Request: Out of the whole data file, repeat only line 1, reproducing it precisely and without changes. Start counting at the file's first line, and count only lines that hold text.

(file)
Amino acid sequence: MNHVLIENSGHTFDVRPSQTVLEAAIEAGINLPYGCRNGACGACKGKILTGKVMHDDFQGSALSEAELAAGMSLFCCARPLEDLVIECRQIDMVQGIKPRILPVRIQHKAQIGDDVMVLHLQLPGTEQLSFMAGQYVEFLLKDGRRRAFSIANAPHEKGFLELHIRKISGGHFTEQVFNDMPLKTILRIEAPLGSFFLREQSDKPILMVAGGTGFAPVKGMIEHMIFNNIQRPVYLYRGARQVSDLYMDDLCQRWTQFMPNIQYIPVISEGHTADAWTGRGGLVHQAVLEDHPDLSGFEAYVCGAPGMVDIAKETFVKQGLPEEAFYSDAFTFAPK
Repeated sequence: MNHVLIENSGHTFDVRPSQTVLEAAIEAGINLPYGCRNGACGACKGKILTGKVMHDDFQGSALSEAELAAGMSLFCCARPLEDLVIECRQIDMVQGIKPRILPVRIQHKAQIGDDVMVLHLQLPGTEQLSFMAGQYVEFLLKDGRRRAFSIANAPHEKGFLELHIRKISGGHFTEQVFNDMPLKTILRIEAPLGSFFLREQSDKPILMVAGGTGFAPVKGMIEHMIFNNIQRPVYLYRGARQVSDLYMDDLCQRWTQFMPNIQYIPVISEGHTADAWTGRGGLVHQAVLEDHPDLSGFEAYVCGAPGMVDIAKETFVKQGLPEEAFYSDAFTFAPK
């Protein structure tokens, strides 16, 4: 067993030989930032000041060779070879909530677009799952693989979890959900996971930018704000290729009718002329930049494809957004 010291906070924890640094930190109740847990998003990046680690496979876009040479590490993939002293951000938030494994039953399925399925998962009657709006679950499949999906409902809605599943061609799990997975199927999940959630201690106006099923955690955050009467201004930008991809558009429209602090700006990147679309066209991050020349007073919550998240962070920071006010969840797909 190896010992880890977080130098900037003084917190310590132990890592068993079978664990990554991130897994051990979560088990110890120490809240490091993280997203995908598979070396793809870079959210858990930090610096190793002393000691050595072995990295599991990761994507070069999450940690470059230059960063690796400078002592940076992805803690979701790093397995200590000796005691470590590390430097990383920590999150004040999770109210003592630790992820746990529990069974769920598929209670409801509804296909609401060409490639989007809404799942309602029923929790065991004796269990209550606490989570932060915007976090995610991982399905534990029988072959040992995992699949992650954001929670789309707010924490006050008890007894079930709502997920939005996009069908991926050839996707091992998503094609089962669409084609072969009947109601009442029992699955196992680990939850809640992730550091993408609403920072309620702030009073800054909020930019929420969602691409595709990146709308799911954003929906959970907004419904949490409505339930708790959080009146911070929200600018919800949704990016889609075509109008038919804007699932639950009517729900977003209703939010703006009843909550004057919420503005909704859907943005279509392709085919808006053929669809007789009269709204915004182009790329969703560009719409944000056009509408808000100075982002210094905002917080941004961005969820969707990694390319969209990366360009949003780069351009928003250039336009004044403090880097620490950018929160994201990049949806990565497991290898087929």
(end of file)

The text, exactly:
Amino acid sequence: MNHVLIENSGHTFDVRPSQTVLEAAIEAGINLPYGCRNGACGACKGKILTGKVMHDDFQGSALSEAELAAGMSLFCCARPLEDLVIECRQIDMVQGIKPRILPVRIQHKAQIGDDVMVLHLQLPGTEQLSFMAGQYVEFLLKDGRRRAFSIANAPHEKGFLELHIRKISGGHFTEQVFNDMPLKTILRIEAPLGSFFLREQSDKPILMVAGGTGFAPVKGMIEHMIFNNIQRPVYLYRGARQVSDLYMDDLCQRWTQFMPNIQYIPVISEGHTADAWTGRGGLVHQAVLEDHPDLSGFEAYVCGAPGMVDIAKETFVKQGLPEEAFYSDAFTFAPK